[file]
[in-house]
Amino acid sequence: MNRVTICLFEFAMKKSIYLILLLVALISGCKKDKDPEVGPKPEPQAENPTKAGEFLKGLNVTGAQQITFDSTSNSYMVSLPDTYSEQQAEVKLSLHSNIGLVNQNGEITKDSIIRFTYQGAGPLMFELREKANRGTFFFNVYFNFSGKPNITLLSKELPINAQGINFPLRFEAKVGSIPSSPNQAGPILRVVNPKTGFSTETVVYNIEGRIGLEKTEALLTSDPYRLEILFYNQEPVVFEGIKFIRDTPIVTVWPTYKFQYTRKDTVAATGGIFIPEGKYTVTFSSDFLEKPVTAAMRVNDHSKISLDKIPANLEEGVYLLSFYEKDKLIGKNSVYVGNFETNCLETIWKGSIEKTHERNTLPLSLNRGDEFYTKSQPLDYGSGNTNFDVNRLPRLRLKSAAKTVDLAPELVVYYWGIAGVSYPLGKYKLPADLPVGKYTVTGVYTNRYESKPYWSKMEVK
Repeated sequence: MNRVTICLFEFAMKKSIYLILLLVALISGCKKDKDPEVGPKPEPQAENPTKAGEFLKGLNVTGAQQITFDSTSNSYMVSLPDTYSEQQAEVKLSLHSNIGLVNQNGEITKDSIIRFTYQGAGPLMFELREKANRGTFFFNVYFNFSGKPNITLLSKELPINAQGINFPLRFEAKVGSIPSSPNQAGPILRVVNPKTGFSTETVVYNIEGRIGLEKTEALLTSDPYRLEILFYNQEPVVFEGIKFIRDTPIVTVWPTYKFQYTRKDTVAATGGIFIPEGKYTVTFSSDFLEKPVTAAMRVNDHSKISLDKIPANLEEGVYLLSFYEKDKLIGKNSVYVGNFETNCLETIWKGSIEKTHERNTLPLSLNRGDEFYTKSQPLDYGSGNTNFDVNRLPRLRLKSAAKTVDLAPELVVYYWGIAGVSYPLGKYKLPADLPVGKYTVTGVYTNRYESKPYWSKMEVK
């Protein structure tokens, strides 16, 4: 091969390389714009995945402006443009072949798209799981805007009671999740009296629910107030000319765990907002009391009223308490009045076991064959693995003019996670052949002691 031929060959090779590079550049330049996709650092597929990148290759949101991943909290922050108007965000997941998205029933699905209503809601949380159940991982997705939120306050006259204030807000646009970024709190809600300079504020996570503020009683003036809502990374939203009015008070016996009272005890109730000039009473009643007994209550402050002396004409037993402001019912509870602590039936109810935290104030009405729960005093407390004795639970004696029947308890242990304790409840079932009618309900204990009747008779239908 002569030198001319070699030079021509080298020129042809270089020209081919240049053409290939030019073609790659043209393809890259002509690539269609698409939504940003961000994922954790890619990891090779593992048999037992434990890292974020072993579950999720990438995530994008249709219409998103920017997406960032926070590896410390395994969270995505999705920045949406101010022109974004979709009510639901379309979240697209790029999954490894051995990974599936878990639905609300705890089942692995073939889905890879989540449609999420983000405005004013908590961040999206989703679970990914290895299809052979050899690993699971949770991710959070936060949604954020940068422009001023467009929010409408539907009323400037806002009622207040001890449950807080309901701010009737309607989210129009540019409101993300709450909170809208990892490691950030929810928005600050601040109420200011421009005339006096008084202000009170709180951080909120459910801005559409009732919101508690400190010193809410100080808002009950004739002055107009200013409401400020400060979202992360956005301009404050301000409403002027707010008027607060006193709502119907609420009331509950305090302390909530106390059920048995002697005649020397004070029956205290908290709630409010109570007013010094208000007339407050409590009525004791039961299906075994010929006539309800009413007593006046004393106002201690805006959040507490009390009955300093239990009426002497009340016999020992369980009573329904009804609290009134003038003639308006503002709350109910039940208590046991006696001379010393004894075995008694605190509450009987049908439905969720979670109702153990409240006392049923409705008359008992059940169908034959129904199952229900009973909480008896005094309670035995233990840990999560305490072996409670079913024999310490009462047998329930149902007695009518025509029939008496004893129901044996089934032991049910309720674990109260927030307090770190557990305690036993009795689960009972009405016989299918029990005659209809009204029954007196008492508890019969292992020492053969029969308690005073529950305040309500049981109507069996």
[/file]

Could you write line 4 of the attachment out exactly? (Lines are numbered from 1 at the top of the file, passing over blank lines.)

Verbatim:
């Protein structure tokens, strides 16, 4: 091969390389714009995945402006443009072949798209799981805007009671999740009296629910107030000319765990907002009391009223308490009045076991064959693995003019996670052949002691 031929060959090779590079550049330049996709650092597929990148290759949101991943909290922050108007965000997941998205029933699905209503809601949380159940991982997705939120306050006259204030807000646009970024709190809600300079504020996570503020009683003036809502990374939203009015008070016996009272005890109730000039009473009643007994209550402050002396004409037993402001019912509870602590039936109810935290104030009405729960005093407390004795639970004696029947308890242990304790409840079932009618309900204990009747008779239908 002569030198001319070699030079021509080298020129042809270089020209081919240049053409290939030019073609790659043209393809890259002509690539269609698409939504940003961000994922954790890619990891090779593992048999037992434990890292974020072993579950999720990438995530994008249709219409998103920017997406960032926070590896410390395994969270995505999705920045949406101010022109974004979709009510639901379309979240697209790029999954490894051995990974599936878990639905609300705890089942692995073939889905890879989540449609999420983000405005004013908590961040999206989703679970990914290895299809052979050899690993699971949770991710959070936060949604954020940068422009001023467009929010409408539907009323400037806002009622207040001890449950807080309901701010009737309607989210129009540019409101993300709450909170809208990892490691950030929810928005600050601040109420200011421009005339006096008084202000009170709180951080909120459910801005559409009732919101508690400190010193809410100080808002009950004739002055107009200013409401400020400060979202992360956005301009404050301000409403002027707010008027607060006193709502119907609420009331509950305090302390909530106390059920048995002697005649020397004070029956205290908290709630409010109570007013010094208000007339407050409590009525004791039961299906075994010929006539309800009413007593006046004393106002201690805006959040507490009390009955300093239990009426002497009340016999020992369980009573329904009804609290009134003038003639308006503002709350109910039940208590046991006696001379010393004894075995008694605190509450009987049908439905969720979670109702153990409240006392049923409705008359008992059940169908034959129904199952229900009973909480008896005094309670035995233990840990999560305490072996409670079913024999310490009462047998329930149902007695009518025509029939008496004893129901044996089934032991049910309720674990109260927030307090770190557990305690036993009795689960009972009405016989299918029990005659209809009204029954007196008492508890019969292992020492053969029969308690005073529950305040309500049981109507069996």